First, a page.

Sometimes large changes break across the landscape like summer afternoon thunderstorms, seemingly coming from nowhere and definitely getting everyone’s attention: And sometimes they steadily and stealthily accumulate over time, perhaps without anyone ever intending to transit from where we were to where, when we look around, we find ourselves today.
Today we’re talking about Type 2.
Hazard a guess for me: How has the number of equity partners in the NLJ 250 firms changed over the last 10 years (2002—2012, the most recent figures available)? Up, down, sideways?
And, how has the number of non-equity partners in the NLJ 250 changed over the same period?
As they say on TV, more after the break.
Here are the numbers:
- Equity partners grew from 32,900 in 2002 to 33,400 in 2012, or +2%
- Non-equity partners grew from 9,700 in 2002 to 20,700 in 2012, or +112%.
No, I didn’t see that coming either: At least not to that extreme degree. When you stack this up against the total change in headcount in NLJ 250 firms, you find:
- Equity partners in 2002 were 32,900 out of 102,533 total lawyers, or 32.1%
- In 2012 they were 33,400 out of 126,293, or 26.4%—down 18% in relative share.
- Non-equity were 9,700 out of 102,533 in 2002, or 9.5%
- And by 2012 had grown to 20,700 out of 126,293, or 16.4%—up 73% in relative share.
First let’s talk about why this might be happening and then let’s talk about the ramifications.
I nominate the following suspects:
- Clients are increasingly pushing back against paying for associates, but seem more willing to pay for partners. The realization rates on the average hour of partner billing time is higher than the realization rate on the average hour of associate billing time, and clients like the “aura” of advice and attention from a partner.
- Non-equity partners are:
- cheaper than equity partners
- easier to “make”
- and easier to un-make, and even to get rid of.
- In the late 1980’s and early 1990’s many firms—about 80%—switched from single-tier (equity partners only) to two-tier (equity and non-equity). This was typically undertaken on the belief that doing so would increase leverage and hence profitability for the remaining equity partners. The story the numbers tell on that score is actually rich and complex and it’s not at all clear that higher profitability was ultimately served by this switch (consider simply that the firms with the highest year-in-year-out profitability are still single-tier), but quite a switch it was. Still, introducing the new breed into the mix—non-equities—was seen and felt, accurately, to be a marked departure from decades and decades of prior custom, so it probably took the passage of time before growing the ranks of the non-equity class substantially was even in the cards.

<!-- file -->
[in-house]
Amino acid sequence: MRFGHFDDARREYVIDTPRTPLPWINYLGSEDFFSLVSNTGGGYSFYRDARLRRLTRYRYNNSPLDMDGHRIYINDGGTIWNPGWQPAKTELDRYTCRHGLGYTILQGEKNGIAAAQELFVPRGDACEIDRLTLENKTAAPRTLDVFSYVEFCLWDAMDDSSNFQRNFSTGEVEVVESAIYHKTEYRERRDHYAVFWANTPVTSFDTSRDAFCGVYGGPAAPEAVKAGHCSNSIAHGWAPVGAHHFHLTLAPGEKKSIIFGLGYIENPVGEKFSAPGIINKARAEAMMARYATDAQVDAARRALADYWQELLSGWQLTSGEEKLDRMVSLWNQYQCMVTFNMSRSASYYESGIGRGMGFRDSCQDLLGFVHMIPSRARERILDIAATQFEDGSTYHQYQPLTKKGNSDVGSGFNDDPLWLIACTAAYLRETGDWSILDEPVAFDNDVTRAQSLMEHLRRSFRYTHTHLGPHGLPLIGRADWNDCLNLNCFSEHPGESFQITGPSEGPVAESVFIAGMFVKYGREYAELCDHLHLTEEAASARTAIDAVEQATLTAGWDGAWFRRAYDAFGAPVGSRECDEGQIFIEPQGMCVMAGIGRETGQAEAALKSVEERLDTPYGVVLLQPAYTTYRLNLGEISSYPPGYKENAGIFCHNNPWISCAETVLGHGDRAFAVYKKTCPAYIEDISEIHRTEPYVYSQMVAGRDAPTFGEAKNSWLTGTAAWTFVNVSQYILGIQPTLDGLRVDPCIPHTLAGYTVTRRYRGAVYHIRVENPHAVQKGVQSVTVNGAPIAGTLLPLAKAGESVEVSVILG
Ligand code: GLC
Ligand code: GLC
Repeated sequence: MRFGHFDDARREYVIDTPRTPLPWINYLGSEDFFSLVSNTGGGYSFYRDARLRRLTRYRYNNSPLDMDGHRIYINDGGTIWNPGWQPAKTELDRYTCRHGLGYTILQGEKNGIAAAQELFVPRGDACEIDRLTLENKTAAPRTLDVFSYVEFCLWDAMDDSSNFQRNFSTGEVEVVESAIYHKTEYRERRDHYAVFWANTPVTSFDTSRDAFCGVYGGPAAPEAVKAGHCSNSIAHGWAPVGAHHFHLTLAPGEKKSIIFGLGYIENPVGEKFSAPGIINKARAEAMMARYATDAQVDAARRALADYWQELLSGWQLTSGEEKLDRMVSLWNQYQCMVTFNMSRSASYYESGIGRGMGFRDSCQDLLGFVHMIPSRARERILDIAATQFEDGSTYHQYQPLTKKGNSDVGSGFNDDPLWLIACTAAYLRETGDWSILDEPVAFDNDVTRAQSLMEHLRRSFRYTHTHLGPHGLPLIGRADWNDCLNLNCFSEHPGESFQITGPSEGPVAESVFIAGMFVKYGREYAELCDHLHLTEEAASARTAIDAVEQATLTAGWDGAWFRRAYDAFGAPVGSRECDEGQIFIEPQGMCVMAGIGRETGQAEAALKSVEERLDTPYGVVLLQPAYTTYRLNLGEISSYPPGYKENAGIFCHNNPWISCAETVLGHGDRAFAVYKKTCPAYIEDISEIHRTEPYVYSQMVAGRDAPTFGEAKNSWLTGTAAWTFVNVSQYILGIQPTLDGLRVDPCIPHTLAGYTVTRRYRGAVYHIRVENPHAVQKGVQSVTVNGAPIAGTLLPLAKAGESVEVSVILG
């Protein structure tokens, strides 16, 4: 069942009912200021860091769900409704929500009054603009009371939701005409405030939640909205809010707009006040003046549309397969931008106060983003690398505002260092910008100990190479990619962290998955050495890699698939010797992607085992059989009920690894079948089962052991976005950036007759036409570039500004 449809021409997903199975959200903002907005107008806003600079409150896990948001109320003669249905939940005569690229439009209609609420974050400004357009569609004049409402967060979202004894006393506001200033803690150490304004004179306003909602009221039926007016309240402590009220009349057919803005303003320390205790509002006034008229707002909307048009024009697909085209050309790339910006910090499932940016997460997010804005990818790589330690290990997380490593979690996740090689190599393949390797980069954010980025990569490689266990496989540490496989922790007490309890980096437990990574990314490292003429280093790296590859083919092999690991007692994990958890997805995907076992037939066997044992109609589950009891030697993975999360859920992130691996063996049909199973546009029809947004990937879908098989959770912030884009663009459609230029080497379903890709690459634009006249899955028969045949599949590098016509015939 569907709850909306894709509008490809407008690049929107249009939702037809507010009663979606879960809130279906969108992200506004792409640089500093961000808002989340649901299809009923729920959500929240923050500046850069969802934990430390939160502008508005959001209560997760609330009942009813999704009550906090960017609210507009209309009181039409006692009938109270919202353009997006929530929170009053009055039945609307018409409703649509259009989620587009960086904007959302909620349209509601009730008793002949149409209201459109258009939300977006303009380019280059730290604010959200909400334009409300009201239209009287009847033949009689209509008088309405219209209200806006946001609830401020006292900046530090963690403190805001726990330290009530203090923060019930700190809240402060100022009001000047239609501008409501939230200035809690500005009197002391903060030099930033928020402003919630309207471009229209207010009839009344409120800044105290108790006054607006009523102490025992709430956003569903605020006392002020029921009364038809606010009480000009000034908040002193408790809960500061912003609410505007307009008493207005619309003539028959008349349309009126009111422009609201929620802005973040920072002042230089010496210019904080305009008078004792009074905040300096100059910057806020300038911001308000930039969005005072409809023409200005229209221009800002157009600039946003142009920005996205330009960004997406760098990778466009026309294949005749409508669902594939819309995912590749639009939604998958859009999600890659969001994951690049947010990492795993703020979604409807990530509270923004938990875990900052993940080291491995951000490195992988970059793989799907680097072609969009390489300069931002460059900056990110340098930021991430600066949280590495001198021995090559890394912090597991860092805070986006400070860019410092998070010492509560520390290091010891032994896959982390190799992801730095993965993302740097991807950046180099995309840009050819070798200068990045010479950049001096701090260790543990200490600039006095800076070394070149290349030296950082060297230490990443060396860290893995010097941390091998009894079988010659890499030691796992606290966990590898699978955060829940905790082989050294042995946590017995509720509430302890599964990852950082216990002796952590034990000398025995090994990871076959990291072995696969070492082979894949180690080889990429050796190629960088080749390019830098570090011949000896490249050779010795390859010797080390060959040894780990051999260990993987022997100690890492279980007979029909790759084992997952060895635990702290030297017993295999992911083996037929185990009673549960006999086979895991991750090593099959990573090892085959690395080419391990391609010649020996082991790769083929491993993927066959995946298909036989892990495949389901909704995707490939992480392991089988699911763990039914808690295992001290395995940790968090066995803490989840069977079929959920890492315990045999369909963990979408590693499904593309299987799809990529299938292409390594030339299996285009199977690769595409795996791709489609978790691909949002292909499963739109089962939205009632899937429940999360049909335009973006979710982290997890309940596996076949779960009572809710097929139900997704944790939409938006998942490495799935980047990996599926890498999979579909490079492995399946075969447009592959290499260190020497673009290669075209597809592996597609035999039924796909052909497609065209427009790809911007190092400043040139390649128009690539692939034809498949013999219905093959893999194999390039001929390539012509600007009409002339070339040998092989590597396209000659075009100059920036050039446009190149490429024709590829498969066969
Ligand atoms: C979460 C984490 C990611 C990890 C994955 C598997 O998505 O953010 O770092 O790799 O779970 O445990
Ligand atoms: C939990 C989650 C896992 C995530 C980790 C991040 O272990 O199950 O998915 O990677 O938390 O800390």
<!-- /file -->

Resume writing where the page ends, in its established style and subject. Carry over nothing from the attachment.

The result is simple: We see many firms moving from a pyramidal to more of a diamond-shaped personnel-structure model, with proportionately fewer full equity partners and young associates in the mix, and higher headcount in the middle ranks. This seems eminently rational and, indeed, seems to be responsive to clients’ expressed preferences for more experienced lawyers whose rates are still kinder and gentler than the real meat-eating go-to partners at the very top. I understand.
Now, the ramifications.
To be more specific, I worry about the long run.
Immediate compulsory disclaimer: None of what follows is meant as a critique of non-equity partners, all of whom we can stipulate are hard-working, God-fearing, eminently competent, and some of whom are my best friends. We can also stipulate that the choice non-equity partners have made—to take a very comfortable salary (one 95% of Americans would envy), without pressure to relentlessly build their “book,” is utterly rational. They are consenting adults accepting an attractive offer extended to them.
So, to all the non-equity partners in the crowd, this is not about you. Rather, what follows is written from the perspective of someone who thinks a lot about the industry’s long run.
One of the strongest indices of organizations’ competitive strength over time is the ability to align and renew itself faster than rivals. As Scott Keller and Colin Price wrote in Beyond Performance: How Great Organizations Build Ultimate Competitive Advantage (Wiley, 2011):
Organizational health is about adapting to the present and shaping the future faster and better than the competition. Healthy organizations don’t merely learn to adjust themselves to their current context or to challenges that lie just ahead; they create a capacity to learn and keep changing over time. This, we believe, is where ultimate competitive advantage lies.